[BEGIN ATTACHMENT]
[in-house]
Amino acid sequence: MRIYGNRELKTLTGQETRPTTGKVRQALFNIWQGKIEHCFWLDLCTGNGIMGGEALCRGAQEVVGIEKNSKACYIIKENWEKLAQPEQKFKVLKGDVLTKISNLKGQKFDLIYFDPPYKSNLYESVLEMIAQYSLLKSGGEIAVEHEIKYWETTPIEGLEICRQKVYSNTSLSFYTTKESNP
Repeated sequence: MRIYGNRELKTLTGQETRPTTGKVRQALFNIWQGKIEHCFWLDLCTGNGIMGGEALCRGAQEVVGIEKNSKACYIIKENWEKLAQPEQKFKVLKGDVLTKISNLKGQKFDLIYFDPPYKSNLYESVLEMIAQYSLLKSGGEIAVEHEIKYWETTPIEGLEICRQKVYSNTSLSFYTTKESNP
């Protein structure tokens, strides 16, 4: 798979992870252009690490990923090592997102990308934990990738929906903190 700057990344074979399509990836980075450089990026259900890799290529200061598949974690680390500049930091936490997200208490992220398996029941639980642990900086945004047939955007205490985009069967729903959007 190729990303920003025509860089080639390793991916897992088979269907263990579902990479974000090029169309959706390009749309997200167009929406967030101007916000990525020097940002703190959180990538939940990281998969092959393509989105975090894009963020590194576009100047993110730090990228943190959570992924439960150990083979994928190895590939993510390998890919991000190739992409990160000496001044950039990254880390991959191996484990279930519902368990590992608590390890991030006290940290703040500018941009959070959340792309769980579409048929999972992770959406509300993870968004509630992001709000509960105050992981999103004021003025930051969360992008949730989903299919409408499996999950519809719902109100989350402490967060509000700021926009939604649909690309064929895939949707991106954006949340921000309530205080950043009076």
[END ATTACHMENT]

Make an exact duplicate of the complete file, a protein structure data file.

[in-house]
Amino acid sequence: MRIYGNRELKTLTGQETRPTTGKVRQALFNIWQGKIEHCFWLDLCTGNGIMGGEALCRGAQEVVGIEKNSKACYIIKENWEKLAQPEQKFKVLKGDVLTKISNLKGQKFDLIYFDPPYKSNLYESVLEMIAQYSLLKSGGEIAVEHEIKYWETTPIEGLEICRQKVYSNTSLSFYTTKESNP
Repeated sequence: MRIYGNRELKTLTGQETRPTTGKVRQALFNIWQGKIEHCFWLDLCTGNGIMGGEALCRGAQEVVGIEKNSKACYIIKENWEKLAQPEQKFKVLKGDVLTKISNLKGQKFDLIYFDPPYKSNLYESVLEMIAQYSLLKSGGEIAVEHEIKYWETTPIEGLEICRQKVYSNTSLSFYTTKESNP
């Protein structure tokens, strides 16, 4: 798979992870252009690490990923090592997102990308934990990738929906903190 700057990344074979399509990836980075450089990026259900890799290529200061598949974690680390500049930091936490997200208490992220398996029941639980642990900086945004047939955007205490985009069967729903959007 190729990303920003025509860089080639390793991916897992088979269907263990579902990479974000090029169309959706390009749309997200167009929406967030101007916000990525020097940002703190959180990538939940990281998969092959393509989105975090894009963020590194576009100047993110730090990228943190959570992924439960150990083979994928190895590939993510390998890919991000190739992409990160000496001044950039990254880390991959191996484990279930519902368990590992608590390890991030006290940290703040500018941009959070959340792309769980579409048929999972992770959406509300993870968004509630992001709000509960105050992981999103004021003025930051969360992008949730989903299919409408499996999950519809719902109100989350402490967060509000700021926009939604649909690309064929895939949707991106954006949340921000309530205080950043009076």